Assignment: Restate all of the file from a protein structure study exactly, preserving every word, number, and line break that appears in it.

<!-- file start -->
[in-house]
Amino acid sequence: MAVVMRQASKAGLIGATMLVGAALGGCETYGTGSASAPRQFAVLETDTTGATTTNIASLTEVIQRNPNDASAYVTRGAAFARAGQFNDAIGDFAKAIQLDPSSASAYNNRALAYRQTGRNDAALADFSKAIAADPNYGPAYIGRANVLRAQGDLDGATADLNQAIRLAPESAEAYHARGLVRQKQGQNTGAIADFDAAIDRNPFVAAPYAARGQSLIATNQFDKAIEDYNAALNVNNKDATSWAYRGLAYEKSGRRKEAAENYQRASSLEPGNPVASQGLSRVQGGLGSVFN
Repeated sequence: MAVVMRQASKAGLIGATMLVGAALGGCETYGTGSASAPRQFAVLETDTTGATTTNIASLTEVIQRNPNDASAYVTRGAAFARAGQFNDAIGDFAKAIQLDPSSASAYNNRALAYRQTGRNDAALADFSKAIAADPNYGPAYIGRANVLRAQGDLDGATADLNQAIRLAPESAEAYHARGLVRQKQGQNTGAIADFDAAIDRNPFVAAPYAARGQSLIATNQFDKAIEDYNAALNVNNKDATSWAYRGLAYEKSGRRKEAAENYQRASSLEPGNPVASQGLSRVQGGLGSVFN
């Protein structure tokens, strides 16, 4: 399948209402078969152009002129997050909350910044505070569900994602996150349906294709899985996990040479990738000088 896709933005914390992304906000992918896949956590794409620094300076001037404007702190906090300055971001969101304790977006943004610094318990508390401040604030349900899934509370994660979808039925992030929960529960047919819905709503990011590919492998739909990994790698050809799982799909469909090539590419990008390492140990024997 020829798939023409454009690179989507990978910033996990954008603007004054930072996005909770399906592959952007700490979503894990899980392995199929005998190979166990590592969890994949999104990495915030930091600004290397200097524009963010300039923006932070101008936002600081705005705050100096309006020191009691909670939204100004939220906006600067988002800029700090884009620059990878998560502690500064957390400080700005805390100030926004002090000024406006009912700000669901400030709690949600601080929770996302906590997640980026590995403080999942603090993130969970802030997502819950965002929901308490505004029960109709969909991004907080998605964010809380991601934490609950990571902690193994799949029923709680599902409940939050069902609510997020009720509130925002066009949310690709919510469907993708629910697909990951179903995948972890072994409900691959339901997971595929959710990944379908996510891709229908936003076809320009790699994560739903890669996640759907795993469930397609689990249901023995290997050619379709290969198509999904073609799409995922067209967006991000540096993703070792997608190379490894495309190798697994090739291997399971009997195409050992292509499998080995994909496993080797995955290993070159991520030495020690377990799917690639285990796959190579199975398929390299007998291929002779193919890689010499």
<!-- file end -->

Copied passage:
[in-house]
Amino acid sequence: MAVVMRQASKAGLIGATMLVGAALGGCETYGTGSASAPRQFAVLETDTTGATTTNIASLTEVIQRNPNDASAYVTRGAAFARAGQFNDAIGDFAKAIQLDPSSASAYNNRALAYRQTGRNDAALADFSKAIAADPNYGPAYIGRANVLRAQGDLDGATADLNQAIRLAPESAEAYHARGLVRQKQGQNTGAIADFDAAIDRNPFVAAPYAARGQSLIATNQFDKAIEDYNAALNVNNKDATSWAYRGLAYEKSGRRKEAAENYQRASSLEPGNPVASQGLSRVQGGLGSVFN
Repeated sequence: MAVVMRQASKAGLIGATMLVGAALGGCETYGTGSASAPRQFAVLETDTTGATTTNIASLTEVIQRNPNDASAYVTRGAAFARAGQFNDAIGDFAKAIQLDPSSASAYNNRALAYRQTGRNDAALADFSKAIAADPNYGPAYIGRANVLRAQGDLDGATADLNQAIRLAPESAEAYHARGLVRQKQGQNTGAIADFDAAIDRNPFVAAPYAARGQSLIATNQFDKAIEDYNAALNVNNKDATSWAYRGLAYEKSGRRKEAAENYQRASSLEPGNPVASQGLSRVQGGLGSVFN
């Protein structure tokens, strides 16, 4: 399948209402078969152009002129997050909350910044505070569900994602996150349906294709899985996990040479990738000088 896709933005914390992304906000992918896949956590794409620094300076001037404007702190906090300055971001969101304790977006943004610094318990508390401040604030349900899934509370994660979808039925992030929960529960047919819905709503990011590919492998739909990994790698050809799982799909469909090539590419990008390492140990024997 020829798939023409454009690179989507990978910033996990954008603007004054930072996005909770399906592959952007700490979503894990899980392995199929005998190979166990590592969890994949999104990495915030930091600004290397200097524009963010300039923006932070101008936002600081705005705050100096309006020191009691909670939204100004939220906006600067988002800029700090884009620059990878998560502690500064957390400080700005805390100030926004002090000024406006009912700000669901400030709690949600601080929770996302906590997640980026590995403080999942603090993130969970802030997502819950965002929901308490505004029960109709969909991004907080998605964010809380991601934490609950990571902690193994799949029923709680599902409940939050069902609510997020009720509130925002066009949310690709919510469907993708629910697909990951179903995948972890072994409900691959339901997971595929959710990944379908996510891709229908936003076809320009790699994560739903890669996640759907795993469930397609689990249901023995290997050619379709290969198509999904073609799409995922067209967006991000540096993703070792997608190379490894495309190798697994090739291997399971009997195409050992292509499998080995994909496993080797995955290993070159991520030495020690377990799917690639285990796959190579199975398929390299007998291929002779193919890689010499």